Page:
12. Pingback: Andy Naselli » Blog Archive » Meet Jim Hamilton

  13. Dear Brother Jim,

    I have just read your “GOD WITH MEN IN THE TORAH” and I must say I am most pleased. Your labor to distinguish between the indwelling and regeneration is much appreciated. Have you considered how what you have written brings greater clarity to our Lord’s glorification and the Divine Inscription of 2 Cor 3?

    On the last day of the feast, the great day, Jesus stood up and cried out, “If anyone thirsts, let him come to me and drink. Whoever believes in me, as the Scripture has said, ‘Out of his heart will flow rivers of living water.'” Now this he said about the Spirit, whom those who believed in him were to receive, for as yet the Spirit had not been given, because Jesus was not yet glorified. (John 7:37-39)

    By any chance do you have audio/video online?

    In the love of Christ,
    Moe Bergeron

    Isa 42:6; 49:8; 2Cor 3; John 14:26

  14. Dr. Hamilton,

    I happened upon your blog a couple of months ago and enjoy reading your posts. I saw you went to DTS. I will be pursuing a PhD from there in the spring and was wondering if you would share your overall impression of the school. Thanks!

    In Christ,

    Jason

  15. Jason,

    Congratulations on the opportunity to pursue a PhD at DTS!

    The Lord used it mightily in my life, and I am grateful to God for his mercy in letting me study there. I was blessed to be influenced by Hannah, Smith, Wallace, and others.

    My main encouragement to you would be to sink roots in a local church while you’re there. Since DTS isn’t tied to a particular group of churches, it seems to me that it’s more easy to slip into a kind of Christianity that is abstracted from local church life. As though a Christian could be more a part of the evangelical movement in general than a part of a particular local church (I know I slipped into that mindset while there) . . . I don’t know if that makes sense, and I don’t know your church background.

    I guess this concern is also connected to the broader separation of the study of the Bible from church life. The only way I know to work against that false divide is to dig into a local church.

    Jesus said he would build his church, and everywhere the Apostles went they planted churches. I think we study the Bible – even in technical academic ways – for the glory of Christ in the church. That’s easy to forget in the rarified air of a PhD seminar. . .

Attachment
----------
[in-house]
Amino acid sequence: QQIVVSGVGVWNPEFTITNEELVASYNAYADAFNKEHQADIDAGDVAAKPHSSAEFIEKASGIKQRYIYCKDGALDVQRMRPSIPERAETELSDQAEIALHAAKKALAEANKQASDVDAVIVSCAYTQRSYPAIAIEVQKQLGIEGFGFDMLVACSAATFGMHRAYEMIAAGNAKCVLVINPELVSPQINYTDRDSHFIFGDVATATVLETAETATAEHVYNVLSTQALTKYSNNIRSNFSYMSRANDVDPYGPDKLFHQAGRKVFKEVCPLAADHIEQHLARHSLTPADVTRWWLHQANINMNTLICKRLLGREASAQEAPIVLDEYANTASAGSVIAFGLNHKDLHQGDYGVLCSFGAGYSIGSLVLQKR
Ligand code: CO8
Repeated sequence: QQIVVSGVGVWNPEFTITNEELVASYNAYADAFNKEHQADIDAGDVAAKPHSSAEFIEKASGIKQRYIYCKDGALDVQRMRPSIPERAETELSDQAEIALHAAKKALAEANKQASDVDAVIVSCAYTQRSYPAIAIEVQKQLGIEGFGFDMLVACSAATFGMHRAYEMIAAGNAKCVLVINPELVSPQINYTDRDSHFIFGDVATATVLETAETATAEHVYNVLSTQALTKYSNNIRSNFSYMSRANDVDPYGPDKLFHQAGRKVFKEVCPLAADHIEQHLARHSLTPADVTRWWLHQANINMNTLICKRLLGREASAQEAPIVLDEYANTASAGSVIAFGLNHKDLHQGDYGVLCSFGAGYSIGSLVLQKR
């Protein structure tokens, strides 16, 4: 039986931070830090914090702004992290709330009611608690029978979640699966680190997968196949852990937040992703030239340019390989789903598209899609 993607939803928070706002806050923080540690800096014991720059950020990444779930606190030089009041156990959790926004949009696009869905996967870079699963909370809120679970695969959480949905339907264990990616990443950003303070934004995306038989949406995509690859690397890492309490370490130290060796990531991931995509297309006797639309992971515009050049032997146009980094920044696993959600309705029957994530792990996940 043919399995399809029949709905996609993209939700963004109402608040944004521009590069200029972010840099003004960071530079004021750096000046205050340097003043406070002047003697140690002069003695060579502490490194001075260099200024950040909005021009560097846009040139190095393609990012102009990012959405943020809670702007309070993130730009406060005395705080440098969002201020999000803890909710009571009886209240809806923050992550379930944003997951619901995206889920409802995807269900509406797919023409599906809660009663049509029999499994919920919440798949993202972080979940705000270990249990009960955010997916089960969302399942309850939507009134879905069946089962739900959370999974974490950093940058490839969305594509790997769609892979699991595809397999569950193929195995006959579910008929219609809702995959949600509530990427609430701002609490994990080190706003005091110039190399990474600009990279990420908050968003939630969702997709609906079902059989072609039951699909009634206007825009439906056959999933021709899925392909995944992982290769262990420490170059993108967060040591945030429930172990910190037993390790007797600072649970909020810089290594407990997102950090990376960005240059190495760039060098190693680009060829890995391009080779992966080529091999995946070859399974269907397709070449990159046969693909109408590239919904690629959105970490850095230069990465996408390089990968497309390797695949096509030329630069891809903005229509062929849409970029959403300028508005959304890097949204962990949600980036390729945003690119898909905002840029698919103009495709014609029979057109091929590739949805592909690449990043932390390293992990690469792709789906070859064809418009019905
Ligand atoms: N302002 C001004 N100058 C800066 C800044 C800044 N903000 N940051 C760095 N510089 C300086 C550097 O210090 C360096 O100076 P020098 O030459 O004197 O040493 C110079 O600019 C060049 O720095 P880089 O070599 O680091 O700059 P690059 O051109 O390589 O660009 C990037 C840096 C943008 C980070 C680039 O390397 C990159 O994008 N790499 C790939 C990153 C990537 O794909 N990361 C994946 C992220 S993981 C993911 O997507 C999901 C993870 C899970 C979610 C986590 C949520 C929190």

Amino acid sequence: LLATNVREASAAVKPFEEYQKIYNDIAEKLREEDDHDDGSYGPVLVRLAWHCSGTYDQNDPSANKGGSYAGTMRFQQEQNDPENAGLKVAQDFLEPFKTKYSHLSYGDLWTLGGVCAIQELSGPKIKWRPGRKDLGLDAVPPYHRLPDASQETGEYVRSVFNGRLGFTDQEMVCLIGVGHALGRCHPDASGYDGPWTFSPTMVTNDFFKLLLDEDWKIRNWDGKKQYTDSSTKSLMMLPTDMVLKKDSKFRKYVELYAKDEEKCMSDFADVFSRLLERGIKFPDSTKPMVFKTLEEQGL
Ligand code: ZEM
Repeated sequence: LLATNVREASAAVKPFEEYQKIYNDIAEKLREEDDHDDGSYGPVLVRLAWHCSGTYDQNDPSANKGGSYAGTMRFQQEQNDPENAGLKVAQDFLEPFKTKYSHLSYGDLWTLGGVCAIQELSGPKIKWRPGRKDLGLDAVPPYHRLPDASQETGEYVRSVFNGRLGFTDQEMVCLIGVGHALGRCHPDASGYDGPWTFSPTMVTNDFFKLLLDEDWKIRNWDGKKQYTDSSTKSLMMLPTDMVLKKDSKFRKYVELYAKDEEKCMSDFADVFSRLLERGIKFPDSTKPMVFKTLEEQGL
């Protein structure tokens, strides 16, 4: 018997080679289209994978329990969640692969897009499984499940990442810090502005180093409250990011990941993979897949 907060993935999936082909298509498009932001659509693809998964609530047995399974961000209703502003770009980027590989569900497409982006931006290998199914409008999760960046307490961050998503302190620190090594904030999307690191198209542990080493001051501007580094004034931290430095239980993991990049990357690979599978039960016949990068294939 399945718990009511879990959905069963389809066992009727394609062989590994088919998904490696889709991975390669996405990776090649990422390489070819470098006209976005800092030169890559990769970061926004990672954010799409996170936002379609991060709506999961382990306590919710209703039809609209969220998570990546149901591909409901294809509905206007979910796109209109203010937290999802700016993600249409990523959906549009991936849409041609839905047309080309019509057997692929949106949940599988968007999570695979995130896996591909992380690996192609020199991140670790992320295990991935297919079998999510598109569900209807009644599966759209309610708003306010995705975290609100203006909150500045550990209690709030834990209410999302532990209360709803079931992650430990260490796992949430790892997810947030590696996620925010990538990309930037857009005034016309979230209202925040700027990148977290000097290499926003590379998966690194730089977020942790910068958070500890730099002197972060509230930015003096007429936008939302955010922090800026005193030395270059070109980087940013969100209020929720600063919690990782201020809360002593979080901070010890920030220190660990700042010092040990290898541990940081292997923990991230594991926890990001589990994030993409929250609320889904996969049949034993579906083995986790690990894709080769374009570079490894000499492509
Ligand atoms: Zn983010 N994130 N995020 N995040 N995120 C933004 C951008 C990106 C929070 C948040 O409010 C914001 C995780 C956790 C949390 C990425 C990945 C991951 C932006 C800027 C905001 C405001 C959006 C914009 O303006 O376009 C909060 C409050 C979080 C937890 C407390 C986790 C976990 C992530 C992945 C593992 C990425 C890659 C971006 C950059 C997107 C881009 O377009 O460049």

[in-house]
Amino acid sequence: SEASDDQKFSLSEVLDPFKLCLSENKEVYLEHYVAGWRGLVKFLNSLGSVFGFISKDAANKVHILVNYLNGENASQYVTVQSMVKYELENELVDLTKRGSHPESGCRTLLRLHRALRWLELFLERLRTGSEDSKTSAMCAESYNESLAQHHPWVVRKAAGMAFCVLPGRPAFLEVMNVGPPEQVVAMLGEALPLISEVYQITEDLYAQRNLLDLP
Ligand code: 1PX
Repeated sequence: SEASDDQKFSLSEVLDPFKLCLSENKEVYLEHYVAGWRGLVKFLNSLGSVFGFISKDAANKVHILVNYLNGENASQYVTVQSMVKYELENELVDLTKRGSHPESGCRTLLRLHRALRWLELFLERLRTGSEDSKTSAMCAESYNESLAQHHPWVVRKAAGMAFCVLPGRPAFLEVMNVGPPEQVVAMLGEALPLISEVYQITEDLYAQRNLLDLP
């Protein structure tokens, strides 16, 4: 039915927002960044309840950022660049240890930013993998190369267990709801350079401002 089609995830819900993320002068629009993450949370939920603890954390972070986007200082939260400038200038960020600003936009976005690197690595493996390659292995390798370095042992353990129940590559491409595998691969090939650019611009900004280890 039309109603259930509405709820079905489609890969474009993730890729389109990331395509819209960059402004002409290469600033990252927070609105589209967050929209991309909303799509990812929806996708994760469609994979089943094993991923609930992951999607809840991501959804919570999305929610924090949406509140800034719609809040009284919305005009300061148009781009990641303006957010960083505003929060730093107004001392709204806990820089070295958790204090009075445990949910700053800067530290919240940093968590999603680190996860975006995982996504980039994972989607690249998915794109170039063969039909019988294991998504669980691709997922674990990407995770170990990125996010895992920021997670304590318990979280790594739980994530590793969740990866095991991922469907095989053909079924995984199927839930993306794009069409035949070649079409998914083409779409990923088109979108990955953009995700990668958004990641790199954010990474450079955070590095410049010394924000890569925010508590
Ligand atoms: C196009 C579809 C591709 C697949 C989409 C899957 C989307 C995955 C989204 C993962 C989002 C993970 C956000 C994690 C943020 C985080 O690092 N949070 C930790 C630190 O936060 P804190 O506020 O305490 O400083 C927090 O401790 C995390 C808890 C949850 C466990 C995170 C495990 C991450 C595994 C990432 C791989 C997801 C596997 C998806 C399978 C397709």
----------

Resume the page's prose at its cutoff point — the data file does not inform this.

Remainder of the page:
Hope this helps!

    Jim

  16. Pingback: Andy Naselli » Blog Archive » Getting Authenticity

  17. Dr. Hamilton, I had a couple of questions related to speaking engagement possibility,
    and advisor role. Can you email me? Thanks David Sweet
    pastordavidsweet@gmail.com

  18. Dr. Hamilton,
    Unfortunately, there was no opportunity to review your Old Testament 1 class this week. So please allow me to do so. I was a student in both OT1 and OT2 this semester. I also attended Kenwood for two months this fall, and I have been so strengthened by your ministry in both places. So please allow me to say, thank you for being faithful, thank you for being godly, thank you for loving God and working for his glory in my life. Below I have listed 10 things that I wish I could have put on a seminary review sheet that I loved about your classes.

    1. We read the Bible in class…A lot.
    2. We write a paper about the Bible.
    3. You explain the Bible.
    4. You take questions about the Bible – even stupid questions, and you make the asker feel like he’s (read: I’m) not stupid.
    5. We read 4 chapters of the Bible a day for assigned reading. (for me it was 8 chapters since I was taking two classes.)
    6. You trace the story line of the Bible. (I am thankful that now I understand the role of the eden, temple, Israel, seed, Adam, Typology, etc., all part of God’s plan to fill the dry land with the glory of the Lord like the waters cover the sea).
    7. You believe the Bible. No…I mean you REALLY believe it to be true, and authoritative, and life changing. (I have always believed the Bible, but I believe it so much more now.)
    8. You take time to apply the Bible in helpful ways (like imprecatory prayers, pornography, church life, elders, etc.).
    9. You give background about the Bible (explaining ancient eastern culture, archeology, etc.)
    10. You didn’t spend a lot of time on textual criticism. THANKYOU!!! (sorry to break away from the whole Bible motif on this one)
    11. May the grace of our Lord Jesus Christ, and the love of God, and the fellowship of the Holy Spirit be with you all.

    Once again, Thank You – words fail to explain how grateful I am. I love the Bible so much more than I ever dreamed I would.

    Rob Crust

  19. Pingback: Endorsements | Andy Naselli

  20. Pingback: Jim Hamilton Reviews Sailhamer on the Pentateuch – Justin Taylor